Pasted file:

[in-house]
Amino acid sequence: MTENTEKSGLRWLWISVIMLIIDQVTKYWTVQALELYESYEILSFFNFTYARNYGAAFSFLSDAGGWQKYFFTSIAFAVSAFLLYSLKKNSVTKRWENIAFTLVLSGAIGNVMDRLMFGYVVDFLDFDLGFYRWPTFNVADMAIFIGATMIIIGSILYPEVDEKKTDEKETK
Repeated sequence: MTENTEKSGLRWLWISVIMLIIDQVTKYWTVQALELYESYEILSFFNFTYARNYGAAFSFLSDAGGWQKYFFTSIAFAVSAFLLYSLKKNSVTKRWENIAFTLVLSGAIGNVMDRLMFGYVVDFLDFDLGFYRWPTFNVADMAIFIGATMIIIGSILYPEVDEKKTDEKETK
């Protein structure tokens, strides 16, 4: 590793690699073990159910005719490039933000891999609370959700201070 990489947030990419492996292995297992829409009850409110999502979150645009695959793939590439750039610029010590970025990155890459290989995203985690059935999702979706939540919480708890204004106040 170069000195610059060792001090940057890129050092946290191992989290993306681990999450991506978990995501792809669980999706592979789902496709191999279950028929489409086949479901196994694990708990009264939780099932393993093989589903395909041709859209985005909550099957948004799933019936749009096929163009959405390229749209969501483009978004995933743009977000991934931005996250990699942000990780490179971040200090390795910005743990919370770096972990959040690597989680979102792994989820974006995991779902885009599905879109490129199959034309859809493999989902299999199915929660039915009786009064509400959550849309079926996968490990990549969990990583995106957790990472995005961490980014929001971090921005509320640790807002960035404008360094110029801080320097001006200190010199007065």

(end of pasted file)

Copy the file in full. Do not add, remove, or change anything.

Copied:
[in-house]
Amino acid sequence: MTENTEKSGLRWLWISVIMLIIDQVTKYWTVQALELYESYEILSFFNFTYARNYGAAFSFLSDAGGWQKYFFTSIAFAVSAFLLYSLKKNSVTKRWENIAFTLVLSGAIGNVMDRLMFGYVVDFLDFDLGFYRWPTFNVADMAIFIGATMIIIGSILYPEVDEKKTDEKETK
Repeated sequence: MTENTEKSGLRWLWISVIMLIIDQVTKYWTVQALELYESYEILSFFNFTYARNYGAAFSFLSDAGGWQKYFFTSIAFAVSAFLLYSLKKNSVTKRWENIAFTLVLSGAIGNVMDRLMFGYVVDFLDFDLGFYRWPTFNVADMAIFIGATMIIIGSILYPEVDEKKTDEKETK
């Protein structure tokens, strides 16, 4: 590793690699073990159910005719490039933000891999609370959700201070 990489947030990419492996292995297992829409009850409110999502979150645009695959793939590439750039610029010590970025990155890459290989995203985690059935999702979706939540919480708890204004106040 170069000195610059060792001090940057890129050092946290191992989290993306681990999450991506978990995501792809669980999706592979789902496709191999279950028929489409086949479901196994694990708990009264939780099932393993093989589903395909041709859209985005909550099957948004799933019936749009096929163009959405390229749209969501483009978004995933743009977000991934931005996250990699942000990780490179971040200090390795910005743990919370770096972990959040690597989680979102792994989820974006995991779902885009599905879109490129199959034309859809493999989902299999199915929660039915009786009064509400959550849309079926996968490990990549969990990583995106957790990472995005961490980014929001971090921005509320640790807002960035404008360094110029801080320097001006200190010199007065």